Basil is summer. Shredded fresh on tomatoes, added to salad, spooned over steamed vegetables or chopped into mayonnaise for burgers and grilled cheese sandwiches.
Yet my favorite way to eat basil is to make pesto, fresh on pasta or in this Pesto Swirl bread. It’s easy! Make a batch of pesto, and spread it over a simple french bread dough, then roll it up. Leave whole like a long French baguette, or cut into pieces for rolls as pictured here.
Impressive to bring to a potluck party, plus ideal finger food for all ages and divine to eat. The buttery, basil interior unfolds like a cinnamon bun. It can be made year round, with frozen pesto, but it’s best this time of year with a fresh batch.
Discover the wide word of basil – there are over 80 different types you can grow! Find a space for lemon basil, cinnamon basil, Thai basil, or mammoth basil which grows a large lettuce leaf and you can wrap a piece of fish and grill to infuse the flavor. Try Piccolo Verde basil, which is the classic Italian pesto basil, with tiny piquant leaves, or Sweet Genovese, the true Italian heirloom. Pesto can be made with other herbs, too, even a bit of scented basil, oregano, rosemary, or thyme adds a new dimension.
On this last week of summer, invite friends over for memorable potluck, and serve this fragrant bread along with a bowl of fresh Gazpacho, and peach pie for dessert.
Makes 1 1/2 cups
2 cloves garlic, coarsely chopped
2 cups packed fresh basil leaves, rinsed and towel-dried
1 cup packed fresh Italian flat-leaf parsley
1/4 cup walnuts, lightly toasted
1/4 cup freshly grated Parmigiano-Reggiano cheese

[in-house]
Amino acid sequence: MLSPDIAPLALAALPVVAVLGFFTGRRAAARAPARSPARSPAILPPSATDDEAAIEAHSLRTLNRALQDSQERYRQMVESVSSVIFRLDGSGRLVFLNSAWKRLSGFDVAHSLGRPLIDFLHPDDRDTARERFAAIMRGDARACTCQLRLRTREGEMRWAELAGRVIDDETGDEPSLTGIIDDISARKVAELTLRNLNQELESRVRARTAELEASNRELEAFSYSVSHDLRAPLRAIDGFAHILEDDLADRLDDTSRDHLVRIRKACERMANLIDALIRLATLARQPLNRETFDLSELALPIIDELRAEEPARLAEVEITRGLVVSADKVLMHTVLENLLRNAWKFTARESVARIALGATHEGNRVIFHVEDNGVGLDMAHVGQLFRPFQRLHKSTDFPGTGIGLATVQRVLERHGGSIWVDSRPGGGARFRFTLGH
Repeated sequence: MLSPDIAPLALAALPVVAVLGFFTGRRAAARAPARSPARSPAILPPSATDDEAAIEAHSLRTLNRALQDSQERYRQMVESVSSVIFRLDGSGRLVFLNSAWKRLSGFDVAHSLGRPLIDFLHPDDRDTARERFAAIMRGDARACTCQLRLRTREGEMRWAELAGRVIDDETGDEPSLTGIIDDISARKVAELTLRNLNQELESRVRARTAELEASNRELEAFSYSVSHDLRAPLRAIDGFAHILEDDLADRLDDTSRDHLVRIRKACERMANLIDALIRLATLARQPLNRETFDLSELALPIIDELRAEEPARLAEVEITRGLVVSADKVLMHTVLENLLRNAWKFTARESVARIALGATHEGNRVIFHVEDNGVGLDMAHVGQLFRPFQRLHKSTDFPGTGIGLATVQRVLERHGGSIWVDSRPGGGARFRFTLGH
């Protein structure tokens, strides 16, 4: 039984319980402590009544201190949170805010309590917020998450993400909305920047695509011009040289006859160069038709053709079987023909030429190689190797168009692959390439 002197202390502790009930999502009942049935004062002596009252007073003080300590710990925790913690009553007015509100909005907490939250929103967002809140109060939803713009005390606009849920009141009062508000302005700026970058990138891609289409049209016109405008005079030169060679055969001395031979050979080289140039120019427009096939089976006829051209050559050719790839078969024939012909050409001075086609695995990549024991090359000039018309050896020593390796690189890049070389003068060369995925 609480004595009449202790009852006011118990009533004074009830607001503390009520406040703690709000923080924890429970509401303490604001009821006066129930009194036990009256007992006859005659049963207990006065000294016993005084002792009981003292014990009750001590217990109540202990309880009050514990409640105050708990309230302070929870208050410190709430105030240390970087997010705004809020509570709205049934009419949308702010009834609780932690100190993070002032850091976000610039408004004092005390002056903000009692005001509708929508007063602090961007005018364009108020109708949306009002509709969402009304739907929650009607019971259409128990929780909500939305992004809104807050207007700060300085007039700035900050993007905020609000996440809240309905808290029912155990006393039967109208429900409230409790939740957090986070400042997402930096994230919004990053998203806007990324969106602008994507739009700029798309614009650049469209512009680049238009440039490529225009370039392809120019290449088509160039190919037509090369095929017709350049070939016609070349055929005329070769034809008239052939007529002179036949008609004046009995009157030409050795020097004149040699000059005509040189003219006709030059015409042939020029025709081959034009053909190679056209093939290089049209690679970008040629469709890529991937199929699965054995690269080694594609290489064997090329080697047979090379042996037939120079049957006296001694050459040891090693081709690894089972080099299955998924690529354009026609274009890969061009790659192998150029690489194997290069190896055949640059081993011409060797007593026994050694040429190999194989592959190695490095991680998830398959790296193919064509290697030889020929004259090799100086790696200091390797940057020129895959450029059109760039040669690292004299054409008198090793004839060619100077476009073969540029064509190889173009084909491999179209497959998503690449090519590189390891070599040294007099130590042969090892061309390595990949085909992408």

1/2 cup extra virgin olive oil
Salt and freshly ground pepper, to taste
In the bowl of a food processor, combine the garlic, basil, parsley, and pines nuts. Purée until blended. Add the cheese and pulse to combine. With the motor running, slowly add the oil to make a creamy paste. Season with salt and pepper.
One 1/4-ounce package (2 1/2 teaspoons) active dry yeast
1 teaspoon sugar
1 1/2 cup warm (105°F–115°F) water
4 tablespoons (1/2 stick) unsalted butter, melted and cooled to lukewarm
1 teaspoon sea salt
5 cups unbleached all-purpose flour, as needed
Oil for baking pan
1 1/2 cups Basil Pesto
Sprinkle the yeast and sugar over the water in a large bowl. Let stand until the mixture looks foamy, about 10 minutes. Stir in the butter and salt. Gradually stir in enough of the flour to make a stiff dough. Turn out onto a lightly floured work surface and knead, adding more flour as required, until the dough is smooth and elastic, about 10 minutes. Gather the dough into a ball.
Lightly oil a large bowl. Place the dough in the bowl and turn to coat the dough with the oil. Cover the bowl with a damp kitchen towel, and let stand in a warm place until the dough has doubled in volume, about 1 hour. Punch down the dough, turn out onto a lightly floured work surface, and knead briefly.
Divide the dough in half. Working with one section at a time, roll the dough into a rectangle 12 inches long and 8 inches wide. Spread the dough with the pesto, leaving a 1/2-inch border on all sides. Starting at the long end, roll up into a tight cylinder, pinch the seams closed, and pinch the long end closed.
Using a sharp knife, cut the loaves into 1-inch-thick rounds. Lightly oil two 12-cup muffin tins, and place 1 round of dough in each of the 24 cups. Cover the tins with a damp kitchen towel and let them stand in a warm place until the rolls look puffy, about 30 minutes.
Preheat the oven to 375°F. Place a rack on the center of the oven, and bake the rolls until golden brown, about 20 minutes. Remove from the oven and allow the rolls to cool for a few minutes before popping them out of the pan.